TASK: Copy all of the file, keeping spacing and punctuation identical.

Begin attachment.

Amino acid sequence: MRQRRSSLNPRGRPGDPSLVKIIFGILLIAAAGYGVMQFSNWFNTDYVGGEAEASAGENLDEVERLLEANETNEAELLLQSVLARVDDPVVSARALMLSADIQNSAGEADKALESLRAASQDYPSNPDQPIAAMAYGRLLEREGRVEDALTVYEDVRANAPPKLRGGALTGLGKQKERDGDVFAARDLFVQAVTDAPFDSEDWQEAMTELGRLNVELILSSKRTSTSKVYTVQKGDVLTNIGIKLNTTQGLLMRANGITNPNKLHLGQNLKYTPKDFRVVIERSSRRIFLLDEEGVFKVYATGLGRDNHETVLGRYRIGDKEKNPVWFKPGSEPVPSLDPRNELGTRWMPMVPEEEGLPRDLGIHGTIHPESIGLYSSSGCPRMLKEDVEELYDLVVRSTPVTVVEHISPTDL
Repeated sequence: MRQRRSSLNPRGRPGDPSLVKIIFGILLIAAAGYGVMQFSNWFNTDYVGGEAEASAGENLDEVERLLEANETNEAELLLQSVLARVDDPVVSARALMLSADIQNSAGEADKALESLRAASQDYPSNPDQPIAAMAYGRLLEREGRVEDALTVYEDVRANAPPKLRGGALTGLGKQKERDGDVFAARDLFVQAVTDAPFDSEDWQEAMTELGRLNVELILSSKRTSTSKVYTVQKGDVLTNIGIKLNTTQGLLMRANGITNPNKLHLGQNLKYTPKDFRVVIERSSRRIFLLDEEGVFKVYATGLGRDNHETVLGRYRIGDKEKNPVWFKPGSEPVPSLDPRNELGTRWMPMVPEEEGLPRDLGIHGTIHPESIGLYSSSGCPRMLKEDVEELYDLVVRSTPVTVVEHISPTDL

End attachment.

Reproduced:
Amino acid sequence: MRQRRSSLNPRGRPGDPSLVKIIFGILLIAAAGYGVMQFSNWFNTDYVGGEAEASAGENLDEVERLLEANETNEAELLLQSVLARVDDPVVSARALMLSADIQNSAGEADKALESLRAASQDYPSNPDQPIAAMAYGRLLEREGRVEDALTVYEDVRANAPPKLRGGALTGLGKQKERDGDVFAARDLFVQAVTDAPFDSEDWQEAMTELGRLNVELILSSKRTSTSKVYTVQKGDVLTNIGIKLNTTQGLLMRANGITNPNKLHLGQNLKYTPKDFRVVIERSSRRIFLLDEEGVFKVYATGLGRDNHETVLGRYRIGDKEKNPVWFKPGSEPVPSLDPRNELGTRWMPMVPEEEGLPRDLGIHGTIHPESIGLYSSSGCPRMLKEDVEELYDLVVRSTPVTVVEHISPTDL
Repeated sequence: MRQRRSSLNPRGRPGDPSLVKIIFGILLIAAAGYGVMQFSNWFNTDYVGGEAEASAGENLDEVERLLEANETNEAELLLQSVLARVDDPVVSARALMLSADIQNSAGEADKALESLRAASQDYPSNPDQPIAAMAYGRLLEREGRVEDALTVYEDVRANAPPKLRGGALTGLGKQKERDGDVFAARDLFVQAVTDAPFDSEDWQEAMTELGRLNVELILSSKRTSTSKVYTVQKGDVLTNIGIKLNTTQGLLMRANGITNPNKLHLGQNLKYTPKDFRVVIERSSRRIFLLDEEGVFKVYATGLGRDNHETVLGRYRIGDKEKNPVWFKPGSEPVPSLDPRNELGTRWMPMVPEEEGLPRDLGIHGTIHPESIGLYSSSGCPRMLKEDVEELYDLVVRSTPVTVVEHISPTDL